Ad space surrounds us continuously. For well over a century, entrepreneurs and traditional businesspeople alike have been using the blank canvas of the world as a way to build branding. From the local butcher posting a sign above their door in the early 1900’s to display their services, to the Pizza Hut delivery guy or gal with a sign on the roof of their car today, we are constantly inundated with advertising. Not only are businesses attempting to create constant brand awareness but they’re also hoping to create trial. The more aware you are of a brand, the more other people in your demographic (or a demographic you’d like to be in) legitimize the product or service the brand provides, the more likely you will be to give it a try. If you’re on Facebook or Pinterest, and you see that 20 of your friends ‘Like’ a product, brand, or celebrity, chances are that you’ll like them to. More or less, it’s word of mouth advertising but with a twist. The format has changed slightly, from water-cooler conversation to mobile sharing but the concept is the same. Monkey see, monkey do. And most of us are clicking ‘Like’ or re-pinning at a feverish pace.
The same can be said for celebrities. If your favorite celeb is doing an endorsement with Pepsi, but you’re a Coke guy, it is conceivable that you might give Pepsi another try based on the endorsement alone. It can be argued that the witty content of the campaign convinced you to make the temporary switch but it can also be argued the celebrity backing the brand is what caught your eye. My theory: it’s a combination of the two plus placement, timing and mood. For consumable products, point of purchase is the biggest killer for me personally. I can’t resist a Snickers when exiting my local grocer. Gets me every time.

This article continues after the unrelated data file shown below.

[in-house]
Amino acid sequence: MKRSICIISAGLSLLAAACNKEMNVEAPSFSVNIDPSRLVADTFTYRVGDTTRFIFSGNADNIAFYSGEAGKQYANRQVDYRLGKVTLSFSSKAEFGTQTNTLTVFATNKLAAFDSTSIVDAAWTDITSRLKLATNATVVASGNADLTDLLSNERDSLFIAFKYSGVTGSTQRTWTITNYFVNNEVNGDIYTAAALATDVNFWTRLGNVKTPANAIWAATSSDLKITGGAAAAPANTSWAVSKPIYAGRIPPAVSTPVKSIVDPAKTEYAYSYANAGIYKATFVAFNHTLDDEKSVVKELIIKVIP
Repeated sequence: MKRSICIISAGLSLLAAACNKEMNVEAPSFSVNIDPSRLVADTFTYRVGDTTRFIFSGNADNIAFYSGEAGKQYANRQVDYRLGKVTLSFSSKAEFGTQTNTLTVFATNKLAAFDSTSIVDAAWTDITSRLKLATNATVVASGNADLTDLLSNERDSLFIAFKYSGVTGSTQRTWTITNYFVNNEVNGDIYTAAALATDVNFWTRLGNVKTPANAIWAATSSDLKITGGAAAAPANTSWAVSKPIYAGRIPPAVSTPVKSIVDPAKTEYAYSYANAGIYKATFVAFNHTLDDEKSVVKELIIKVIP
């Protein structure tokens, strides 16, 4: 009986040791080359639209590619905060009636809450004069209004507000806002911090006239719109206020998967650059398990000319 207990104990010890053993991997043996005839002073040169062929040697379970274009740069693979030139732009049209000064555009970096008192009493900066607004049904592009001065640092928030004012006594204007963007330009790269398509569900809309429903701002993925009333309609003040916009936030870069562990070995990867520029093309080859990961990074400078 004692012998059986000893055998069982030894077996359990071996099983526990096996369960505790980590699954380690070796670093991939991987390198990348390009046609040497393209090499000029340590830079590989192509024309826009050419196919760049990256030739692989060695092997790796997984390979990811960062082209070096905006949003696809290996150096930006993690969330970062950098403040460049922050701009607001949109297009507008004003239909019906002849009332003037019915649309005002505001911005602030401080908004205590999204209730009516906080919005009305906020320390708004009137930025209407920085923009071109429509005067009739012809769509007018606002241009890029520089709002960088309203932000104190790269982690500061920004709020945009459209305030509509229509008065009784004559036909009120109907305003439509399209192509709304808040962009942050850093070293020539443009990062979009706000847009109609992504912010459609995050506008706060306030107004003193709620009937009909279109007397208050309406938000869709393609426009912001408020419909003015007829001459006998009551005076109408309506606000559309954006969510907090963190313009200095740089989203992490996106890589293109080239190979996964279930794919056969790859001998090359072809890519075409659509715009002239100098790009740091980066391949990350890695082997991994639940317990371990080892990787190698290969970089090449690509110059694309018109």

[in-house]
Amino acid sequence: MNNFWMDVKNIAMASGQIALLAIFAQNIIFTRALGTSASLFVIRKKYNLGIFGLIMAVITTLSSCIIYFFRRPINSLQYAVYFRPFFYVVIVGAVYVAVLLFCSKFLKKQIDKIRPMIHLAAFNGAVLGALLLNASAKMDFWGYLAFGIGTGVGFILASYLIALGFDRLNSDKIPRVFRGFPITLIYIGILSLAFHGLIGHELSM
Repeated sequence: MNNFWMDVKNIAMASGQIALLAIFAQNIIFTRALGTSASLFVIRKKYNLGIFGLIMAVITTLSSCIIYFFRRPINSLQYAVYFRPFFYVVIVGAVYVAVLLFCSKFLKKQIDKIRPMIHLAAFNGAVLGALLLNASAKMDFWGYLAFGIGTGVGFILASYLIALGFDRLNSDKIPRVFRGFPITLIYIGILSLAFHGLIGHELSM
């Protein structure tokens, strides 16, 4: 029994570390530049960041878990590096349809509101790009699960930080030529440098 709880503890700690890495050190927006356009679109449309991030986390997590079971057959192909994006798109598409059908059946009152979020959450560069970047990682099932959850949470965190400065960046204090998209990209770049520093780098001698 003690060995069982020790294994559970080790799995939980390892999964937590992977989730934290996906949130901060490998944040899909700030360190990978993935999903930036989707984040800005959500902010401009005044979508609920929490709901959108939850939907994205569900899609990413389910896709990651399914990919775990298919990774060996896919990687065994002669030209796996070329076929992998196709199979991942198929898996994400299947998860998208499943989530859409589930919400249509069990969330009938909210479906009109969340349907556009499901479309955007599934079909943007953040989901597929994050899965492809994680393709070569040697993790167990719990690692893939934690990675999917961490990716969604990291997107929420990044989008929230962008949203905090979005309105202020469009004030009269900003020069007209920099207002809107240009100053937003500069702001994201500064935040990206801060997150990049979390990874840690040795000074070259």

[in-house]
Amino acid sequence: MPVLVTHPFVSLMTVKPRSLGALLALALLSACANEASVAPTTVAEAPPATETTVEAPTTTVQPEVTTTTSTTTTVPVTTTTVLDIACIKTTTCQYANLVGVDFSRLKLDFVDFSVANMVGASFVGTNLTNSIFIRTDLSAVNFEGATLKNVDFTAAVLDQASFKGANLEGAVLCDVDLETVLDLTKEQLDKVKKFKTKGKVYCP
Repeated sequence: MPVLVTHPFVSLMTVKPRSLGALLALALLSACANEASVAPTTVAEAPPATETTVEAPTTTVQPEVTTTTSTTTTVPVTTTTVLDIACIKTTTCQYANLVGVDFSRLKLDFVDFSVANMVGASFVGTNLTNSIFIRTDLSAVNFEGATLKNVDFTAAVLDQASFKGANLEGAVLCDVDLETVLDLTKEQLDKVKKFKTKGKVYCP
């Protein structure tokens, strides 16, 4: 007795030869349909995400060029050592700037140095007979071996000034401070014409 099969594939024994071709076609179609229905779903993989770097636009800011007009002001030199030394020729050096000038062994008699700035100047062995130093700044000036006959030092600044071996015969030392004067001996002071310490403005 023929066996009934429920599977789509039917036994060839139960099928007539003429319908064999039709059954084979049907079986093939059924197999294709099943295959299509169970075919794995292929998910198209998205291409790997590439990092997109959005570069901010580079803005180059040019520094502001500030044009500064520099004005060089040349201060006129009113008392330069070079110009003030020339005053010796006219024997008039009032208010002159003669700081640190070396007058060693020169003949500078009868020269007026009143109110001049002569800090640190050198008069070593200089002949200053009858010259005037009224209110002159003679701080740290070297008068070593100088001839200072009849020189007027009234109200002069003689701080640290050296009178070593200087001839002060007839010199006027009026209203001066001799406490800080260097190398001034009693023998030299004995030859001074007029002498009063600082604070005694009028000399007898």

While social media is the biggest player in town, we’re still creatures of habit. Soccer clubs in Europe have been advertising on their jerseys for decades. It was adopted almost immediately by Major League Soccer, and it seems that jersey advertising is soon to hit the National Basketball Association. The NBA’s commissioner, David Stern, is setting up a deal to increase revenue for the league by $100 million annually. As expected there is some backlash by fans but the arguments are falling on mute ears…and for good reason. According to this Forbes.com, the cons noted are that ‘Some fans may dislike the sponsor,’ and ‘Some say the NBA is selling out.’ While the NBA does need to continually build its public image, and not alienate fans on a global level, the arguments being publicized don’t hold a valid business argument in the slightest. Look at the English Premier League. Their jersey sales are comparable to the NBA. All the while the EPL jerseys are sold including the sponsor across the entire chest of the garment. The proposed NBA advertising space is set to be a 2-1/2” x 2-1/2” space just above the heart which should not interfere with the team name or any other in-place logos. Join in the conversation on Twitter – #NoUniAds
Let’s take it one step further. In this Inc.com article, it is noted that many Olympians will be sporting advertising by way of temporary tattoos during the 2012 games in London. Not only will this be for business but some pleasure as well. Many foundations and philanthropic causes will also be displayed for the world to see. Inc.com starts by asking if it’s crazy or brilliant for a small marketing firm to advertise on a pro runners shoulder. Regardless of the $11,000 price tag, not only will the runner sport it at the Olympics this year but it’s also a cover story on their website.